Experimental analyses and clustering of travel choice behaviours by floating car big data in a large urban area

Experimental analyses and clustering of travel choice behaviours by floating car big data in a large urban area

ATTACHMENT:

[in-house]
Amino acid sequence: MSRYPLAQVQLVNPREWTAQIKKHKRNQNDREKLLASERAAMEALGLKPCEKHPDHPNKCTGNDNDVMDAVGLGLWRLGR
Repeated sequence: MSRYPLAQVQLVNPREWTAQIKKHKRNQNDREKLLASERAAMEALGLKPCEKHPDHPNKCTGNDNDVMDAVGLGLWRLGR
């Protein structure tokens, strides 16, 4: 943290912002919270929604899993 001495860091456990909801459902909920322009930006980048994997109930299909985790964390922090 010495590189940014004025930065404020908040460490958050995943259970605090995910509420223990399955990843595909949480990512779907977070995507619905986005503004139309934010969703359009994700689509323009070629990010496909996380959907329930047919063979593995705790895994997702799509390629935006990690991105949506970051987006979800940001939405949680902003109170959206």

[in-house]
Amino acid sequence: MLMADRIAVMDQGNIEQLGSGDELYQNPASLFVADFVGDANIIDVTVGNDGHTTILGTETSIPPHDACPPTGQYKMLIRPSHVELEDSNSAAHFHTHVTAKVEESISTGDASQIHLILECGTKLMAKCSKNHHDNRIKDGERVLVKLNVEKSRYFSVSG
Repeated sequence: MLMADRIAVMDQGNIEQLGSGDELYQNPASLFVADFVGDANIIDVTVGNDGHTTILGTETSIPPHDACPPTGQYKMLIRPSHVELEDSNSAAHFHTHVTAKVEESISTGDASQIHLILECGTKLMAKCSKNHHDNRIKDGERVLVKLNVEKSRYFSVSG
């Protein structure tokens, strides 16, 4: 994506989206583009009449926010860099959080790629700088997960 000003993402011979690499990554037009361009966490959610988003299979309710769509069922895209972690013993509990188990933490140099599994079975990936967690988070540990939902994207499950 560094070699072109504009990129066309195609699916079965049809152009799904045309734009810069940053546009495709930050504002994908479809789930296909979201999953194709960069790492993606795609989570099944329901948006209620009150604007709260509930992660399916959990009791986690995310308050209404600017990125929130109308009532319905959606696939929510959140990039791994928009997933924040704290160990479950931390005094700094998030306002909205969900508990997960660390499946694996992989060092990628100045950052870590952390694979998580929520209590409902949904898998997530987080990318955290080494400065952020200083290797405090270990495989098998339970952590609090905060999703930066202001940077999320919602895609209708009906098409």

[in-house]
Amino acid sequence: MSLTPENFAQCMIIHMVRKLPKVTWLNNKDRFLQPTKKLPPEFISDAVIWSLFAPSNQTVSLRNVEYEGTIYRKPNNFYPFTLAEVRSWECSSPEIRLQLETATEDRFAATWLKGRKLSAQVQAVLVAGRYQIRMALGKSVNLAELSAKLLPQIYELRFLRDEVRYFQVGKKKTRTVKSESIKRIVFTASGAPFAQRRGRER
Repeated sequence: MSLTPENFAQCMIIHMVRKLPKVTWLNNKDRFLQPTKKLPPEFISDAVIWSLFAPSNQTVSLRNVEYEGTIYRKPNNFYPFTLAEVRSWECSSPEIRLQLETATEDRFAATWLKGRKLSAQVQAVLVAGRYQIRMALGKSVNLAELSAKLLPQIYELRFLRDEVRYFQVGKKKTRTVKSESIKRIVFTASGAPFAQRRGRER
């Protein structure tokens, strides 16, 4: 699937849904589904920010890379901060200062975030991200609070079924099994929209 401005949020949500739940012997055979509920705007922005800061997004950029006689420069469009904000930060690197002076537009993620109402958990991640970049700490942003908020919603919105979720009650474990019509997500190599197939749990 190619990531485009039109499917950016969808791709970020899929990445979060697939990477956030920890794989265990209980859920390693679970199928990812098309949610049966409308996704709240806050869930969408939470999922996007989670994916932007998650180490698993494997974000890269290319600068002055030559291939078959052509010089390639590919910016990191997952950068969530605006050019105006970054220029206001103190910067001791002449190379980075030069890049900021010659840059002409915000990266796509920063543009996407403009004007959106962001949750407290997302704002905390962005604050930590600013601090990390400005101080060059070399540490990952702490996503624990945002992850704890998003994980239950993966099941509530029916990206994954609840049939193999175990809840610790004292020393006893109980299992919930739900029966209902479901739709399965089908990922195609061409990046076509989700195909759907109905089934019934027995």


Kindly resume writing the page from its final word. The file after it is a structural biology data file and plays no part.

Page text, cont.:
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This study introduces a general methodology to process sparse floating car data, reconstruct the routes followed by the drivers, and cluster them to achieve suitable choice sets of significantly different routes for calibrating behavioural models. This methodology is applied to a large set of floating car data collected in Rome in 2010. Results underlined that routes assigned to different clusters are actually very different to each other. Nevertheless, as expected according to Wardrop's principle, the clusters belonging to the same origin–destination have rather similar average route travel times, even if there is a large range between their minimum and maximum values. A focus on drivers’ behaviour highlighted their propensity to follow the same route to their usual destination, though the 12% of the drivers switched to an alternative route. However, the analysis conducted over the 1 month of observations did not reveal the existence of any systematic correlation between neither the change of route nor the change of departure time and the travel time experienced the day before.


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